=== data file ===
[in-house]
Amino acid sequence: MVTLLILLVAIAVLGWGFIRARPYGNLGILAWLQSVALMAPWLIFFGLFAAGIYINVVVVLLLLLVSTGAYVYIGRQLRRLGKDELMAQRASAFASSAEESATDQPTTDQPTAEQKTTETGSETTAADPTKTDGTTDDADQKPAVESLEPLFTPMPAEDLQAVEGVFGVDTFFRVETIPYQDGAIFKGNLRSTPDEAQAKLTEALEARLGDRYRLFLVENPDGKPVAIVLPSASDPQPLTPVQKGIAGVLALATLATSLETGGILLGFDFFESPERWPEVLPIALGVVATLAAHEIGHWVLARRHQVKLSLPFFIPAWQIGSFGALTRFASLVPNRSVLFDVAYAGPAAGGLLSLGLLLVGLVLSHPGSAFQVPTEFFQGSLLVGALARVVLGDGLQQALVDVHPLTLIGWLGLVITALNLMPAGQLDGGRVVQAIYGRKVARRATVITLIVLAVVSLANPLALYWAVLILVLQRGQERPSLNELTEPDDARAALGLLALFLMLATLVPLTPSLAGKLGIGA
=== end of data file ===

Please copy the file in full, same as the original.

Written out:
[in-house]
Amino acid sequence: MVTLLILLVAIAVLGWGFIRARPYGNLGILAWLQSVALMAPWLIFFGLFAAGIYINVVVVLLLLLVSTGAYVYIGRQLRRLGKDELMAQRASAFASSAEESATDQPTTDQPTAEQKTTETGSETTAADPTKTDGTTDDADQKPAVESLEPLFTPMPAEDLQAVEGVFGVDTFFRVETIPYQDGAIFKGNLRSTPDEAQAKLTEALEARLGDRYRLFLVENPDGKPVAIVLPSASDPQPLTPVQKGIAGVLALATLATSLETGGILLGFDFFESPERWPEVLPIALGVVATLAAHEIGHWVLARRHQVKLSLPFFIPAWQIGSFGALTRFASLVPNRSVLFDVAYAGPAAGGLLSLGLLLVGLVLSHPGSAFQVPTEFFQGSLLVGALARVVLGDGLQQALVDVHPLTLIGWLGLVITALNLMPAGQLDGGRVVQAIYGRKVARRATVITLIVLAVVSLANPLALYWAVLILVLQRGQERPSLNELTEPDDARAALGLLALFLMLATLVPLTPSLAGKLGIGA